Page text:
Teen Vogue for the Win (again). Big May Day rallies for immigrant and worker rights in Chicago. Know Your Rights Southwest Side edition, and more. April 30th, 2017.
1) Teen Vogue showing us again how journalism is supposed to be done. From Teen Vogue’s “Woke List”:
“A new anti-immigration hotline is being flooded with calls about space aliens. President Donald Trump launched the Victims of Immigration Crime Engagement Office (VOICE) on Wednesday, which includes a hotline intended to provide support to ‘people impacted by crimes committed by illegal aliens.’ Some say the office is intended to stoke fear over immigrants, so Twitter filled with calls for people to ring the VOICE hotline and share their wildest encounters with aliens from outer space. We want to believe.”
2) Huge Crowds expected in Monday’s May Day rallies. Monday’s protests will advocate for pro-labor and pro-immigration policies. The Chicago Tribune wrote an excellent summary of last year’s May Day rallies and reading it now reminds how little and how much has changed in the last year.
3) Wednesday night, Richards High School in Oak Lawn hosts “Know Your Rights” immigration forum. The event will be held in English, Spanish and Arabic. Check here for details.
4) Fears of Immigration Enforcement hurting Chicago’s economy. Reports from Chicago’s Little Village neighborhood and West Rogers Park neighborhood, both home to some of Chicago’s vibrant immigrant communities, show huge declines in commerce as shoppers stay home and avoid spending. Fear and social disruption from changes in immigration enforcement could have significant economic consequences, including tens of millions in lost local sales taxes and job losses in Chicago. Little Village contributes an estimated half a billion in annual retail sales to the Chicago’s economy and 20,000 jobs. West Rogers Park contributes around $130 million a year in retail sales. Declines in sales tax and employment will add further strain to Chicago’s troubled finances.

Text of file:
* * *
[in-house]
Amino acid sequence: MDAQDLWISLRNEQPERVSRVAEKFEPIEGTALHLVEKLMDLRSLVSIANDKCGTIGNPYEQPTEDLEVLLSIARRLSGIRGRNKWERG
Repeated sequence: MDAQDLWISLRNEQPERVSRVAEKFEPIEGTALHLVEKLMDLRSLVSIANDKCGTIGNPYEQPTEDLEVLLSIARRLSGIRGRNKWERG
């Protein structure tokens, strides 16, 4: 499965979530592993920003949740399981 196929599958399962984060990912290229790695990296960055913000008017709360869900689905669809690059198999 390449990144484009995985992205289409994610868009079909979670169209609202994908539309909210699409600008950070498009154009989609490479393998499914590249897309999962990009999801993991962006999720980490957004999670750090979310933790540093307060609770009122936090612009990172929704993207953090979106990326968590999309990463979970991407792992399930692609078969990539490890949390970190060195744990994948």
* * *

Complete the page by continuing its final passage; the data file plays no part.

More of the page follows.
5) The Chicago Tribune reports that half of recent deportees had no criminal record. “About half of the 675 immigrants picked up in roundups across the United States in the days after President Donald Trump took office either had no criminal convictions or had committed traffic offenses, mostly drunken driving, as their most serious crimes, according to data obtained by The Washington Post. Records provided by congressional aides Friday offered the most detailed look yet at the backgrounds of the people rounded up and targeted for deportation in early February by Immigration and Customs Enforcement agents assigned to regional offices in Los Angeles, Chicago, Atlanta, San Antonio and New York.” When non-criminal parents and spouses of US Citizens are deported, when law-abiding business owners and tax payers are affected by severe immigration enforcement policy, there are damaging consequences well beyond the border.